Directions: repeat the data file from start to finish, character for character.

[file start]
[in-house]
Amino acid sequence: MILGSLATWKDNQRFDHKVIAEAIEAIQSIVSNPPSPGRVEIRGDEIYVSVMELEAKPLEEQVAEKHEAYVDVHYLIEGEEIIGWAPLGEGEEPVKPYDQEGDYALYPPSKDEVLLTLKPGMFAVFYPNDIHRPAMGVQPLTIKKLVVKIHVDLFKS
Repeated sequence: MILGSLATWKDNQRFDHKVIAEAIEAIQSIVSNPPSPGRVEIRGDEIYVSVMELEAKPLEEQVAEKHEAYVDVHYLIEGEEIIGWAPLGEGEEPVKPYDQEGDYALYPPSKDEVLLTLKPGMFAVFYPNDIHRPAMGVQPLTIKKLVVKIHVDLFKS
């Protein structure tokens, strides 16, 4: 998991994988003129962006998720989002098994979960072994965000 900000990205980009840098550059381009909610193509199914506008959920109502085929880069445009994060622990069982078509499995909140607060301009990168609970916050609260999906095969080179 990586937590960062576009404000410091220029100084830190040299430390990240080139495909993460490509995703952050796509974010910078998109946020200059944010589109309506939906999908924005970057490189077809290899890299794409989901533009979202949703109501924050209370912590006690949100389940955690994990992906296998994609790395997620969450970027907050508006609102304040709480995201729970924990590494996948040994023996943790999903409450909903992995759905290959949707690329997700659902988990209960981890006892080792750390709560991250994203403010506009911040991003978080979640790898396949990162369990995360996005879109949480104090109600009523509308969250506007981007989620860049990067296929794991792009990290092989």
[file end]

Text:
[in-house]
Amino acid sequence: MILGSLATWKDNQRFDHKVIAEAIEAIQSIVSNPPSPGRVEIRGDEIYVSVMELEAKPLEEQVAEKHEAYVDVHYLIEGEEIIGWAPLGEGEEPVKPYDQEGDYALYPPSKDEVLLTLKPGMFAVFYPNDIHRPAMGVQPLTIKKLVVKIHVDLFKS
Repeated sequence: MILGSLATWKDNQRFDHKVIAEAIEAIQSIVSNPPSPGRVEIRGDEIYVSVMELEAKPLEEQVAEKHEAYVDVHYLIEGEEIIGWAPLGEGEEPVKPYDQEGDYALYPPSKDEVLLTLKPGMFAVFYPNDIHRPAMGVQPLTIKKLVVKIHVDLFKS
């Protein structure tokens, strides 16, 4: 998991994988003129962006998720989002098994979960072994965000 900000990205980009840098550059381009909610193509199914506008959920109502085929880069445009994060622990069982078509499995909140607060301009990168609970916050609260999906095969080179 990586937590960062576009404000410091220029100084830190040299430390990240080139495909993460490509995703952050796509974010910078998109946020200059944010589109309506939906999908924005970057490189077809290899890299794409989901533009979202949703109501924050209370912590006690949100389940955690994990992906296998994609790395997620969450970027907050508006609102304040709480995201729970924990590494996948040994023996943790999903409450909903992995759905290959949707690329997700659902988990209960981890006892080792750390709560991250994203403010506009911040991003978080979640790898396949990162369990995360996005879109949480104090109600009523509308969250506007981007989620860049990067296929794991792009990290092989």